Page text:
Is Silicon Valley full of psychopaths?
Recent studies suggest there's a higher prevalence of psychopathy amongst high level executives.
That's got some people wondering if the tech world in particular might be a home for that personality type.
Jeff Hancock is a professor at Stanford University where he studies psychopathy and technology.
It looked at how psychopaths play a role in the culture of technology.
"Some of traits that psychopaths have, for example, being bold and taking risks, are a characteristic of a lot of people who come to the Valley to do startups or get involved in venture capitalism," Jeff says.
"You have to be really good at getting other people to do what you want them to do."
Psychopaths can be great leaders if they can use their skills to help a company, but their emotional callousness can often get in the way of a healthy, functional, work environment.
"They can be really destructive, they can really undermine morale and cause a lot of turnover in a company and that's where the real problems come in," says Jeff.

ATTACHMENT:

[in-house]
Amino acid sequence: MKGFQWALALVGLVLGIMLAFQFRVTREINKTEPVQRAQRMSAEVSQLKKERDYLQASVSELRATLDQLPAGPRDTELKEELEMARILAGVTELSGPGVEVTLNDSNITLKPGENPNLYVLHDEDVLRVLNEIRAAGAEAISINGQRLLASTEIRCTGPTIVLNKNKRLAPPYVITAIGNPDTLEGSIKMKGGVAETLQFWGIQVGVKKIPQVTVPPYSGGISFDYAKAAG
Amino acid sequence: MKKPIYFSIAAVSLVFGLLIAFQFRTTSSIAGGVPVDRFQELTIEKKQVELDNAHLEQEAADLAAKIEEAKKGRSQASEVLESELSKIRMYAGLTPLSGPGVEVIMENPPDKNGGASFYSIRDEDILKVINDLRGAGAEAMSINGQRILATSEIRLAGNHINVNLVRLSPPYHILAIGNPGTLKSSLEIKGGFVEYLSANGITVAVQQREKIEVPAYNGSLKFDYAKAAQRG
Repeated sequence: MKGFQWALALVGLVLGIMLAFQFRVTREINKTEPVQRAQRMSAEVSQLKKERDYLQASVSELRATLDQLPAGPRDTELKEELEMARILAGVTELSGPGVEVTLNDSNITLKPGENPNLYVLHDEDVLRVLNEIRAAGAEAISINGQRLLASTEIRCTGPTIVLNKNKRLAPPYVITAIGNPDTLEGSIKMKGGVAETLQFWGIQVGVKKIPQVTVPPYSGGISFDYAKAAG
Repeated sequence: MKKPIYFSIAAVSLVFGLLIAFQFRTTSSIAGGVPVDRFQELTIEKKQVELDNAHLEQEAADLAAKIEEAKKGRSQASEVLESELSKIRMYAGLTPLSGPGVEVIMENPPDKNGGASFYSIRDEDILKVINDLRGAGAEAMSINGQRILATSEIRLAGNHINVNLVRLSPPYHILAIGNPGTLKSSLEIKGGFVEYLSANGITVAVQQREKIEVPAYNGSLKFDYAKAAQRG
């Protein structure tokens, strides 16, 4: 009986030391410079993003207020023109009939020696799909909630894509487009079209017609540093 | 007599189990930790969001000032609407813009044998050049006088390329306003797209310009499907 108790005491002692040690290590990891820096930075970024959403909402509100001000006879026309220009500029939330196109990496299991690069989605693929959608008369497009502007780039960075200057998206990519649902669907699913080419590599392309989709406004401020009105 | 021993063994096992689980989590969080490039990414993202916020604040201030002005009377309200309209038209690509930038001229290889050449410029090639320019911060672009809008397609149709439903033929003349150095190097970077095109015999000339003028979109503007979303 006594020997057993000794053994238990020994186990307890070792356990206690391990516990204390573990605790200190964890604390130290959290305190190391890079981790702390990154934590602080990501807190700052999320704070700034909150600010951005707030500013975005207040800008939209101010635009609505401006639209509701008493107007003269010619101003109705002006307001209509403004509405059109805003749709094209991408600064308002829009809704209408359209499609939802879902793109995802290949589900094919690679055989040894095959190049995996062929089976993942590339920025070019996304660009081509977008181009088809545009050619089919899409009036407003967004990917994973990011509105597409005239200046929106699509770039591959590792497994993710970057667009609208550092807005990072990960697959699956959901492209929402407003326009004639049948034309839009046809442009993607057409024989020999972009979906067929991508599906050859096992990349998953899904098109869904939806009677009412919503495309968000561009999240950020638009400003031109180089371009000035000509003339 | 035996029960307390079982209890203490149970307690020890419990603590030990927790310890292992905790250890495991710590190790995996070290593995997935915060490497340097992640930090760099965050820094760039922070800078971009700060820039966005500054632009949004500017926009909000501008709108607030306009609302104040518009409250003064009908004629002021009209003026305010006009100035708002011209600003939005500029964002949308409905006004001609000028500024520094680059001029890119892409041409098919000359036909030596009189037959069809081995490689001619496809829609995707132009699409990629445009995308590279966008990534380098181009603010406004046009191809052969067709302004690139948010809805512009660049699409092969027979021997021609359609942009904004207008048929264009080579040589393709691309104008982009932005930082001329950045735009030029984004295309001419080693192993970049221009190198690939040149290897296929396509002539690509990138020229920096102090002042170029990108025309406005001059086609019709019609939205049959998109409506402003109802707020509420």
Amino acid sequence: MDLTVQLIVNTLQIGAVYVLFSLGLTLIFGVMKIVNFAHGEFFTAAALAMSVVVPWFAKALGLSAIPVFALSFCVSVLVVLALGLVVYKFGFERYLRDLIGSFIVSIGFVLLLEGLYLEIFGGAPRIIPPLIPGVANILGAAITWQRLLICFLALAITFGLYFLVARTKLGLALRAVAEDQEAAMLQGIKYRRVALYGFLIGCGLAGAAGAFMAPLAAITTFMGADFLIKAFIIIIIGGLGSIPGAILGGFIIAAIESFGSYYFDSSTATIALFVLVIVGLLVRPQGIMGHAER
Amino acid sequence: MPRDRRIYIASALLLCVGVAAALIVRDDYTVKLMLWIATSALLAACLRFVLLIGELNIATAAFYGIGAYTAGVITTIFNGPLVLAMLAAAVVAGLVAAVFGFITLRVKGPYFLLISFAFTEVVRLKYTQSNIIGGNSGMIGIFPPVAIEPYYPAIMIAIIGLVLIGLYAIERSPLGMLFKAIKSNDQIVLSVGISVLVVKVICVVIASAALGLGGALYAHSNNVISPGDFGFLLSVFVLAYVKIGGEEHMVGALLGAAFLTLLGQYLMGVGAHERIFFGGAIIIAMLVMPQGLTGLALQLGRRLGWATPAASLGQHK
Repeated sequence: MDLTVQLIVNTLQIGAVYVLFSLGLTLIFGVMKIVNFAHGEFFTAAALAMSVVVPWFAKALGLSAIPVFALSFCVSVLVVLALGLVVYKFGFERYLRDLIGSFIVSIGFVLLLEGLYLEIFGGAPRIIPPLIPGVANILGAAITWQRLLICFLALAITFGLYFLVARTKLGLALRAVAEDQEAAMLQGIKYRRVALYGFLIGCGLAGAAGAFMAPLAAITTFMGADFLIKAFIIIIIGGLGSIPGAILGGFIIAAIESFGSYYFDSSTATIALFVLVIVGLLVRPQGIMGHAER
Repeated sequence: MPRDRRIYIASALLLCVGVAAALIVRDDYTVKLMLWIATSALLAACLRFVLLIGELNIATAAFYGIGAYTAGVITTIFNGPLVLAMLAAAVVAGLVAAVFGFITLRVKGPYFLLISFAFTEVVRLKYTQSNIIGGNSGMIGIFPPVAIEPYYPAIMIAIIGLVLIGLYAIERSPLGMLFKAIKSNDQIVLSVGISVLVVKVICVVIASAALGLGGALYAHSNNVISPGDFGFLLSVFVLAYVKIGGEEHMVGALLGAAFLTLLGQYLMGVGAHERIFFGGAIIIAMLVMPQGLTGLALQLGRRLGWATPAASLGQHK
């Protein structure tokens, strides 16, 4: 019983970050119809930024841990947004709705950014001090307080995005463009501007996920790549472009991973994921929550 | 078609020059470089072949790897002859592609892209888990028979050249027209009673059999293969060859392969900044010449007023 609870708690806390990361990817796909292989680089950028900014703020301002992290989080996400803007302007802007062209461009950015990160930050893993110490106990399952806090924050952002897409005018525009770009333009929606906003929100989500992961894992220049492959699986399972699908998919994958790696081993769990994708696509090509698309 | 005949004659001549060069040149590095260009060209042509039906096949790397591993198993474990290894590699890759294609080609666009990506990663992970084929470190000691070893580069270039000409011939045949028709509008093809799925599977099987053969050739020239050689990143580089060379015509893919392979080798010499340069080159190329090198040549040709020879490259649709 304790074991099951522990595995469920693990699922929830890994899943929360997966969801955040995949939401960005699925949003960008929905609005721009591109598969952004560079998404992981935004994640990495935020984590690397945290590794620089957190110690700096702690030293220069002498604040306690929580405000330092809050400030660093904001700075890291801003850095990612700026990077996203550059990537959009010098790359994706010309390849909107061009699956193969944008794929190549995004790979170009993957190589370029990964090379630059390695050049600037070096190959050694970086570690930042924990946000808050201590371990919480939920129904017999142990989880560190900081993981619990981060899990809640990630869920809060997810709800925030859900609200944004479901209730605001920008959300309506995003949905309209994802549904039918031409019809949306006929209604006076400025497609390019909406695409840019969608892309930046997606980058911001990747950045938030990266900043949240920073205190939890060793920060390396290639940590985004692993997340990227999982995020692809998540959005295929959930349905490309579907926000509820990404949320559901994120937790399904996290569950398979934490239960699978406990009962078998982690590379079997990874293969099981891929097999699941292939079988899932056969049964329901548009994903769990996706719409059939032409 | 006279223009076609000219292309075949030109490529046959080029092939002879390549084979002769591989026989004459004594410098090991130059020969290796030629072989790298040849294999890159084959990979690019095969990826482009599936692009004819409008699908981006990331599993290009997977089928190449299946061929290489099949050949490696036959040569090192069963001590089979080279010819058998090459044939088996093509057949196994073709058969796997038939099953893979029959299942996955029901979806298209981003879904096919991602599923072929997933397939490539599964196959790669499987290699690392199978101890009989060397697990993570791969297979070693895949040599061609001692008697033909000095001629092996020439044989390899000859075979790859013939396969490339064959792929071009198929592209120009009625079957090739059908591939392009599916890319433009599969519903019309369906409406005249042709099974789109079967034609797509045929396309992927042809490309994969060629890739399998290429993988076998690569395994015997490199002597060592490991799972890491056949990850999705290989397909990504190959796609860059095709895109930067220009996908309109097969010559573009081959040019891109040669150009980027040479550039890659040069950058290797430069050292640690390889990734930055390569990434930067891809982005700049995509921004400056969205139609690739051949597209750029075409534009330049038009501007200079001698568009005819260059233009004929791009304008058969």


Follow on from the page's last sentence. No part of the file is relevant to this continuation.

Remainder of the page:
The SXSW panel noted that weak HR departments can enable bad behaviour.
Jeff cites Uber (and the allegations of sexual harassment made by a former employee) as an example.
"I'm not saying the CEO is a psychopath, but rather you get to see in a culture of company how leadership, and the values that they espouse, can influence the whole company," says Jeff.
Jeff has actually developed computer software that analyzes written language -- emails, texts, statements -- for cues associated with psychopathy.
"Psychopaths seem to be less able to control the way they use anger words," says Jeff.
As for what to do if you suspect you're working for a psychopath?
"Record everything," says Jeff. It can be used as evidence, and you're less likely to be manipulated through written correspondence.
"The more interaction you can have in email or text, the better."